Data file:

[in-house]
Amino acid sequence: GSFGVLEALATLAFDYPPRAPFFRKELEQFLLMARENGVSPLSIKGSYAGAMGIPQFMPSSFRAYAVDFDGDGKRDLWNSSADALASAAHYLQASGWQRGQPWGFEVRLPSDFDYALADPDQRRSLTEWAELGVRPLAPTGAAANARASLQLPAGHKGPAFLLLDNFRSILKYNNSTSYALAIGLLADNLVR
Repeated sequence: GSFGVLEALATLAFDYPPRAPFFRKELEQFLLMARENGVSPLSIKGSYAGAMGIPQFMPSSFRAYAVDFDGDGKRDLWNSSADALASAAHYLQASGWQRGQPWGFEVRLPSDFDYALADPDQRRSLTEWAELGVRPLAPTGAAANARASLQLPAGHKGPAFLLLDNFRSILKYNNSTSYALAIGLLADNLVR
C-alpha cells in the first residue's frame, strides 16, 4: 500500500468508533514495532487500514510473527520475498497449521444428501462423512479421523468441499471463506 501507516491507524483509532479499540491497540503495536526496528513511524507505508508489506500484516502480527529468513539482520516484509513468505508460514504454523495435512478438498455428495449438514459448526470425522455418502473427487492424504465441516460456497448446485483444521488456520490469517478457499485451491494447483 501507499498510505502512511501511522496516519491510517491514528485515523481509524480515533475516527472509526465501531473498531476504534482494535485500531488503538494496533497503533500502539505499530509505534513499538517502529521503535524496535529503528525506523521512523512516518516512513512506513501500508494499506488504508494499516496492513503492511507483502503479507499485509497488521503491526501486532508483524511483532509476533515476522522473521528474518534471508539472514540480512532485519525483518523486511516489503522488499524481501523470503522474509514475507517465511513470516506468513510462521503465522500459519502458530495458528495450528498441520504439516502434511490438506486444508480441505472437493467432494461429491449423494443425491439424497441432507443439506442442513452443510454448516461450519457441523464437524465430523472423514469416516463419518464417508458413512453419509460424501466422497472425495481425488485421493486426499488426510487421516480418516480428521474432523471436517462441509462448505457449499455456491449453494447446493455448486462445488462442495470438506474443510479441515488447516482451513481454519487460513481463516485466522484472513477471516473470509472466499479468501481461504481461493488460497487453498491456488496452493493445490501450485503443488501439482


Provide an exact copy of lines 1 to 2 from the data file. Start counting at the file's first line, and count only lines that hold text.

[in-house]
Amino acid sequence: GSFGVLEALATLAFDYPPRAPFFRKELEQFLLMARENGVSPLSIKGSYAGAMGIPQFMPSSFRAYAVDFDGDGKRDLWNSSADALASAAHYLQASGWQRGQPWGFEVRLPSDFDYALADPDQRRSLTEWAELGVRPLAPTGAAANARASLQLPAGHKGPAFLLLDNFRSILKYNNSTSYALAIGLLADNLVR